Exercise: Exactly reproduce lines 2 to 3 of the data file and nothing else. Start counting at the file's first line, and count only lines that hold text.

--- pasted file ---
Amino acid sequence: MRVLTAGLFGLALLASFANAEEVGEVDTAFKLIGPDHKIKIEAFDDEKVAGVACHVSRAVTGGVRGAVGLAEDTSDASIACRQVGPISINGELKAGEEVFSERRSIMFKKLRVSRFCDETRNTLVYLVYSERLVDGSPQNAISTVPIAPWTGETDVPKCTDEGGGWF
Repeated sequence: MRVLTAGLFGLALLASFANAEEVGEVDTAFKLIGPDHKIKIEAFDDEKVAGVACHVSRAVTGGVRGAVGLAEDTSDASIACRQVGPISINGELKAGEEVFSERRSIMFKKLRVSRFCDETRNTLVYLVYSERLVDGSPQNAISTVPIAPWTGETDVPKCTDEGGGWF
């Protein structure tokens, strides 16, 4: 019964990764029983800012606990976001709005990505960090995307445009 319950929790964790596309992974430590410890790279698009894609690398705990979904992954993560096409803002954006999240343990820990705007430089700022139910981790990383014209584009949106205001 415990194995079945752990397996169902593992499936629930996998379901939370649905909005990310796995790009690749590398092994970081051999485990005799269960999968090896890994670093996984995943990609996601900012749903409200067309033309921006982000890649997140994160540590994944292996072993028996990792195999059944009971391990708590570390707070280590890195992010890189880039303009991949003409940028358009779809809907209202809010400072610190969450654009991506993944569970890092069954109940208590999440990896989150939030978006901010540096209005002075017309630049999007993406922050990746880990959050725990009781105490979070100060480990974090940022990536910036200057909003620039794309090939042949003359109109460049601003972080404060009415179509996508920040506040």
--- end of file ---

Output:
Repeated sequence: MRVLTAGLFGLALLASFANAEEVGEVDTAFKLIGPDHKIKIEAFDDEKVAGVACHVSRAVTGGVRGAVGLAEDTSDASIACRQVGPISINGELKAGEEVFSERRSIMFKKLRVSRFCDETRNTLVYLVYSERLVDGSPQNAISTVPIAPWTGETDVPKCTDEGGGWF
């Protein structure tokens, strides 16, 4: 019964990764029983800012606990976001709005990505960090995307445009 319950929790964790596309992974430590410890790279698009894609690398705990979904992954993560096409803002954006999240343990820990705007430089700022139910981790990383014209584009949106205001 415990194995079945752990397996169902593992499936629930996998379901939370649905909005990310796995790009690749590398092994970081051999485990005799269960999968090896890994670093996984995943990609996601900012749903409200067309033309921006982000890649997140994160540590994944292996072993028996990792195999059944009971391990708590570390707070280590890195992010890189880039303009991949003409940028358009779809809907209202809010400072610190969450654009991506993944569970890092069954109940208590999440990896989150939030978006901010540096209005002075017309630049999007993406922050990746880990959050725990009781105490979070100060480990974090940022990536910036200057909003620039794309090939042949003359109109460049601003972080404060009415179509996508920040506040």